April 1-7, 2022
Cool temperatures have slowed the progression of spring blooms at The Morton Arboretum. Along the paths in the Ground Cover Garden (Parking Lot 1) and by Joy Path (Parking Lot 21), a few small flowers have appeared: Siberian squill, glory-of-the-snow, and crocus. Vernal witch-hazels are in full bloom in Witch-Hazel Dell (Parking Lot 27) and in the Ground Cover Garden and Arbor Court (Parking Lot 1).
All around the Arboretum, a light color in the treetops shows that red, silver, and Freeman maples and many elms are in full bloom. The Arboretum’s most magnificent American elm is by the path that leads from Arbor Court to the Ground Cover Garden.
Along some trails, willows, ironwoods, and hazelnuts are beginning to bloom, with slowly elongating clusters called catkins.
Snowdrops and winter aconite are in full bloom in the Fragrance Garden (Parking Lot 21). Snowdrops also can be seen above Lake Marmo (Parking Lot 27). Skunk cabbage continues blooming at the west end of Lake Marmo and south of the Lake Marmo dam (Parking Lot 28). Cornelian-cherry dogwoods, and Christmas and Lenten-roses, also called hellebores, are also starting to bloom in the Ground Cover Garden and in some tree collections.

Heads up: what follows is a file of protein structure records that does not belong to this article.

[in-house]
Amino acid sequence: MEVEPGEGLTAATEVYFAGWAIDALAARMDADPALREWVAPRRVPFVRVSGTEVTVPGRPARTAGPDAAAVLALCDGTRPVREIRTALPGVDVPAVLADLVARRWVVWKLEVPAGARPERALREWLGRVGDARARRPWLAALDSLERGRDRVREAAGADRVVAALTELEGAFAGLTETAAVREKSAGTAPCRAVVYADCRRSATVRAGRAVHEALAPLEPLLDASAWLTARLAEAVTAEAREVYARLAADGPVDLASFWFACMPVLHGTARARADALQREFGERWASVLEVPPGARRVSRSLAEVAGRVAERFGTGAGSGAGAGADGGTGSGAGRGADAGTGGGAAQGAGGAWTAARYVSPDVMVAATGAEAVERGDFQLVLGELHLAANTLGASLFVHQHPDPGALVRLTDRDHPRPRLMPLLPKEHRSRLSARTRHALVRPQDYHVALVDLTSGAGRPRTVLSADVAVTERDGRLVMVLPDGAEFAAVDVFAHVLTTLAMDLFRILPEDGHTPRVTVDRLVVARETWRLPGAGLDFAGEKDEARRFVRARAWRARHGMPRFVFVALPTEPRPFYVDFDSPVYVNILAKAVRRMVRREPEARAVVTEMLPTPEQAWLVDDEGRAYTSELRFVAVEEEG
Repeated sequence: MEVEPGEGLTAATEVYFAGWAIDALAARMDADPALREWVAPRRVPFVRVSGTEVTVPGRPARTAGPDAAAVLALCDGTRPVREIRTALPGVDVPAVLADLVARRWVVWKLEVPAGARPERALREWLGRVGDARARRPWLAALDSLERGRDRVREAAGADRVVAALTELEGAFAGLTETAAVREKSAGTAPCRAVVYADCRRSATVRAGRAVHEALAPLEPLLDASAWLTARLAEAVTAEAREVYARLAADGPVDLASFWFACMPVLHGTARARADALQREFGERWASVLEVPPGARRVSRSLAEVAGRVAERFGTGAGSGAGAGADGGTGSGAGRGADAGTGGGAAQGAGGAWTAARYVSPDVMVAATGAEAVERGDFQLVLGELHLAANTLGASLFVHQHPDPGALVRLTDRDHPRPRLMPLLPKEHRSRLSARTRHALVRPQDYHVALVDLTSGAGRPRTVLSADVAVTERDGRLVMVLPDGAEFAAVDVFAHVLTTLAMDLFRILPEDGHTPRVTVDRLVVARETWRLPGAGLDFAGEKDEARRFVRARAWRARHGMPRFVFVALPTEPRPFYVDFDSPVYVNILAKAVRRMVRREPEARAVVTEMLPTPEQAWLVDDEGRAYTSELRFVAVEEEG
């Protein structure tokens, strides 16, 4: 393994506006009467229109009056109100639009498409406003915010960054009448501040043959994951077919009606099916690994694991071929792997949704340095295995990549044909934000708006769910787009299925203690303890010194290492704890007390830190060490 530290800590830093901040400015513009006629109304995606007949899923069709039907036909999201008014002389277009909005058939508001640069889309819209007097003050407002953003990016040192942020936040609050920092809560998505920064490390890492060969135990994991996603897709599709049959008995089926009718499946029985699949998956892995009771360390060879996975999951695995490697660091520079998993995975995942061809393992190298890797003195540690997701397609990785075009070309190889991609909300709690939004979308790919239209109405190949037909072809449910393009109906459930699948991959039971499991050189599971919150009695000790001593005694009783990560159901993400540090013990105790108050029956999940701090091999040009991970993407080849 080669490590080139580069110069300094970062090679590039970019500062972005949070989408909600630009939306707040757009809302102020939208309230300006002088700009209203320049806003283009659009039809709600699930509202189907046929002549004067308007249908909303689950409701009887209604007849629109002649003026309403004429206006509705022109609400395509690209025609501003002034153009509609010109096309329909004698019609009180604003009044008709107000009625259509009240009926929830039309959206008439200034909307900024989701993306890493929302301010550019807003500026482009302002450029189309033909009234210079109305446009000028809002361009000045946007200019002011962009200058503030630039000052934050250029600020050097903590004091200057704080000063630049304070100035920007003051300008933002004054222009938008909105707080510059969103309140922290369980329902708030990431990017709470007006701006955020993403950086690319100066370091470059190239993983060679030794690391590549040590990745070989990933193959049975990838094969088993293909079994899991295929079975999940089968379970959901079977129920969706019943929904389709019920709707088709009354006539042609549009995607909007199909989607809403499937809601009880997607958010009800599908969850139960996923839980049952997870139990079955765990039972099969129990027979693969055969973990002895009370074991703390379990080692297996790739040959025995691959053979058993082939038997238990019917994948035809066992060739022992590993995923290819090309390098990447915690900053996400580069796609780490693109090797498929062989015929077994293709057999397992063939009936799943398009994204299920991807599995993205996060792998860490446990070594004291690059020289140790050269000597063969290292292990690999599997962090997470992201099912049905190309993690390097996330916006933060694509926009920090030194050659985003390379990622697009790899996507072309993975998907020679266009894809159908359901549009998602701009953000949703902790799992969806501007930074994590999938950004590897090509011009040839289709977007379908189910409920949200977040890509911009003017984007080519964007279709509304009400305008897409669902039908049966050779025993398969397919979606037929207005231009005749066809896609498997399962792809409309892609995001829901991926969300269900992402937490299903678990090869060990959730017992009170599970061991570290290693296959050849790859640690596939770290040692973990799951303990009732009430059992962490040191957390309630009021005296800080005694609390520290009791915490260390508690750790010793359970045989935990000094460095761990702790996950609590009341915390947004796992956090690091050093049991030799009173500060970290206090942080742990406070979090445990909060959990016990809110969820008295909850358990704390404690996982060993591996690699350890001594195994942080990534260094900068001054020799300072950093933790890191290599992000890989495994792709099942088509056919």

Chorus frogs and red-wing blackbirds are singing in wetlands and in seasonal pools, creeks, and rivers that have risen with March rain. In the woodlands, the buds of hepatica, one of the first wildflowers, are up and ready to open.
A very few early daffodils can [be seen along the main route to the Thornhill Education Center (parking lots 19 to 21), although most daffodils in meadows and open areas are yet to bloom. Every day brings changes, so take a walk and look for signs of the unfolding spring.